I found a freestyle rap battle in Bella Vista this afternoon through Tickets were just $2000 pesos ($3 US). A freestyle rap battle is a competition where two people go head to head rapping to a beat that the DJ plays. The raps are off the cuff (freestyle) and the rappers play off what the other one says (it’s like a Socratic seminar with insults and a steady percussive beat). Admittedly and uncomfortably, I didn’t understand everything as the raps were steeped in esoteric Chilean slang. An infinite number of years with Rosetta Stone would still never adequately prepare me to write the subtitles for rap battles in Spanish. I thought about when I watched the subtitled version of “8 Mile” in Guatemala. I derived great pleasure from the Puritan translations. When Eminem bid his posse farewell with a defiant face, gangster reverse peace sign and “¡Peace out, dawgs!” the subtitles simply read “¡Adiós, amigos!

It was uncomfortable not understanding everything, but no words were needed to know when a rapper burned the other one. Or to appreciate the lyrical rhythm of their words. Having said that, it felt good when I slid out the side door to the comfort of quotidian Spanish that I could understand.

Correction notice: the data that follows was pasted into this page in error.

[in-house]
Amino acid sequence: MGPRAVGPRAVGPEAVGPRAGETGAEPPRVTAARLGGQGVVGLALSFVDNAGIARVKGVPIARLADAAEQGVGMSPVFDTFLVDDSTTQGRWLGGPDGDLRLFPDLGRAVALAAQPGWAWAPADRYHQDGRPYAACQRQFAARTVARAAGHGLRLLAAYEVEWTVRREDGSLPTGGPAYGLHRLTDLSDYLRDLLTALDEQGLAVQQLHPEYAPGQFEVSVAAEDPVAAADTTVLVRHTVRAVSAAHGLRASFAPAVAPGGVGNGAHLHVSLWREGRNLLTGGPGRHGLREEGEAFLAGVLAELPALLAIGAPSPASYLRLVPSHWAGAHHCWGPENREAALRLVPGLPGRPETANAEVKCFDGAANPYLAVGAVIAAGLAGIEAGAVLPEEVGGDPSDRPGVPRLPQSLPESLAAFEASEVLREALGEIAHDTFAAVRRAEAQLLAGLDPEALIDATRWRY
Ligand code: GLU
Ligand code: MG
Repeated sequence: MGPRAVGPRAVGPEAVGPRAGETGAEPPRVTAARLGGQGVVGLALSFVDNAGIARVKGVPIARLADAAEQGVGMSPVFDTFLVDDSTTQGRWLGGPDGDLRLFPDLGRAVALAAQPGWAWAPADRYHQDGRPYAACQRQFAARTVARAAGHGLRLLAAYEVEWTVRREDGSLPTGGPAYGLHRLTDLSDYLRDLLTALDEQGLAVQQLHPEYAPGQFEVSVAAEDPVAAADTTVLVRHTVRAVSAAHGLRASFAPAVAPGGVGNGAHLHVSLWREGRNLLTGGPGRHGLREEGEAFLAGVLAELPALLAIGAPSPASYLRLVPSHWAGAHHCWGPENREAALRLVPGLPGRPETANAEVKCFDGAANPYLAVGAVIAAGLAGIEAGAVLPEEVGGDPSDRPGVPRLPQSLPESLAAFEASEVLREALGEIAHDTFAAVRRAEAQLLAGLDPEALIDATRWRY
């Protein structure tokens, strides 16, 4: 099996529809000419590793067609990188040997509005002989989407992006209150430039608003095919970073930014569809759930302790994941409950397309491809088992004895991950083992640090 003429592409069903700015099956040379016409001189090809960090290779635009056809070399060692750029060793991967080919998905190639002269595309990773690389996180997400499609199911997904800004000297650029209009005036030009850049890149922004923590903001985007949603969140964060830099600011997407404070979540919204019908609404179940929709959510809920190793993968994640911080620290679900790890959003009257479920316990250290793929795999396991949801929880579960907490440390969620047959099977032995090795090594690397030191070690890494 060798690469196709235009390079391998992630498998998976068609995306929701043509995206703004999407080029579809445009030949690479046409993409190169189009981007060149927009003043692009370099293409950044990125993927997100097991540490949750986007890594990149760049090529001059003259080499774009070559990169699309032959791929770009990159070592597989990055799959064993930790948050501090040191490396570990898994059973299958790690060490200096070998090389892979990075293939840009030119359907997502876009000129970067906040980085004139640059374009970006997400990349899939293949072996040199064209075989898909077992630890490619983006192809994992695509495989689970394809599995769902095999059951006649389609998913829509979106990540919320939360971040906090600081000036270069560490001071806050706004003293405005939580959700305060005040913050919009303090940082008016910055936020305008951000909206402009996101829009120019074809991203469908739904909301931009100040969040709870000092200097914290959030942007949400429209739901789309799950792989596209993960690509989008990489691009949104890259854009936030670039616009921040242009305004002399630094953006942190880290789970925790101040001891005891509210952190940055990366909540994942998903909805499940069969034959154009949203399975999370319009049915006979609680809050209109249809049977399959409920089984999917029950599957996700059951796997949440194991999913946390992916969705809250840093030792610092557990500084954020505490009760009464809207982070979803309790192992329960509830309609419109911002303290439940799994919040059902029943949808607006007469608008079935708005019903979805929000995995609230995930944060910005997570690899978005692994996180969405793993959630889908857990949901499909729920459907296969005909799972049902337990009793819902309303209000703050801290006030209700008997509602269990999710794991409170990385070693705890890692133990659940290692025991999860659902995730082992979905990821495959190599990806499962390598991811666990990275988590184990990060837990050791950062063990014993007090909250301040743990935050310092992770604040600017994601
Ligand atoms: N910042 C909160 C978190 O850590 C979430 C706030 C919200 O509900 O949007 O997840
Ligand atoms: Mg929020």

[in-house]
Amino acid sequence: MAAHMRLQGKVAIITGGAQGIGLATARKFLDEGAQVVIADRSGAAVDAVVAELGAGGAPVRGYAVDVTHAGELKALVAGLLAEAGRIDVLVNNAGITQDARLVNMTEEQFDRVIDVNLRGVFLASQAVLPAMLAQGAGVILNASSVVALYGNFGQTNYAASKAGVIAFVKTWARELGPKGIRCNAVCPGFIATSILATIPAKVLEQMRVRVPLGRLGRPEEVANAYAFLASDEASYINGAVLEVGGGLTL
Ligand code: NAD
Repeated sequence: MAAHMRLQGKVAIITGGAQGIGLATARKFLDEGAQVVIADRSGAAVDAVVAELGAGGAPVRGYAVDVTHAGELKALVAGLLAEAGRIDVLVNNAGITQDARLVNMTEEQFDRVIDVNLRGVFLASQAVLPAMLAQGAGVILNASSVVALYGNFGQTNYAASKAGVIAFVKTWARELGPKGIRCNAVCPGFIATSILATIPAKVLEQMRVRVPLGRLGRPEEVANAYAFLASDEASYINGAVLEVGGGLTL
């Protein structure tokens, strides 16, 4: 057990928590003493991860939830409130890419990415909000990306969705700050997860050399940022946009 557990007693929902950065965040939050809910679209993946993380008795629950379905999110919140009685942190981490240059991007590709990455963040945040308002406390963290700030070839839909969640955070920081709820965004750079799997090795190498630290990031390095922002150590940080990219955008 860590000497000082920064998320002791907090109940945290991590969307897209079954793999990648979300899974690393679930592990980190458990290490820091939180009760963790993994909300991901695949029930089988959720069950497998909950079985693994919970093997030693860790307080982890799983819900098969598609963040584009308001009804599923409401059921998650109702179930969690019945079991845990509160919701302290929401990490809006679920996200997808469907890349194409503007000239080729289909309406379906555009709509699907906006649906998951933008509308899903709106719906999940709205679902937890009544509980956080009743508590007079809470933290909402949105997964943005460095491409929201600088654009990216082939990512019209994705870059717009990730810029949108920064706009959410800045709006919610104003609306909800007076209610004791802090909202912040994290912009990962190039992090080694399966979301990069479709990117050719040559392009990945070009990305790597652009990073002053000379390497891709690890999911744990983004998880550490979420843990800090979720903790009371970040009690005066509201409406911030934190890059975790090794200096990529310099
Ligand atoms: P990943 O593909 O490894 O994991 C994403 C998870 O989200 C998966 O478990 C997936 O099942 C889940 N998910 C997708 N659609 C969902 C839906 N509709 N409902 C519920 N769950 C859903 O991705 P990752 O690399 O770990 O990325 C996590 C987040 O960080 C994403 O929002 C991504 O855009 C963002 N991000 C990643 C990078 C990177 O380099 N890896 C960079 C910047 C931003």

Getting off the grid

My parents and I are spending two days in the famed coastal town of Valparaíso. Like yesterday in Santiago, we wandered for hours with no particular itinerary or prior knowledge of where we were going. “Let’s just jump off the metro wherever!” “Hey, where does this long staircase lead to?” This practice should generally not be employed in Latin American capital cities. As a matter of fact, many moons ago, I was backpacking in Venezuela. My gringo friends and I hopped a bus from Caracas destined for the beach. I was 23 and hungry for Romancing the Stone-level adventure. One of us (I’m going to go ahead and guess it was me) suggested we get off the bus somewhere completely off the grid. At a beach town with no mention in our guidebooks. Magellan and the other great seafaring 15th and 16th century explorers of South America didn’t rely on guidebooks (Lonely Flat Planet) so why should we? We stepped off the bus. We walked no more than 7 minutes. Two teens mugged us at gunpoint. The end. Jane Wilder retires.

For pictures from Valpo, click on Fave Fotos above. Here are pictures from our exploration of the Santiago boroughs of Providencia and Las Condes, which are comparable to the Upper East Side of NYC:

walking in las condes

 Las Condes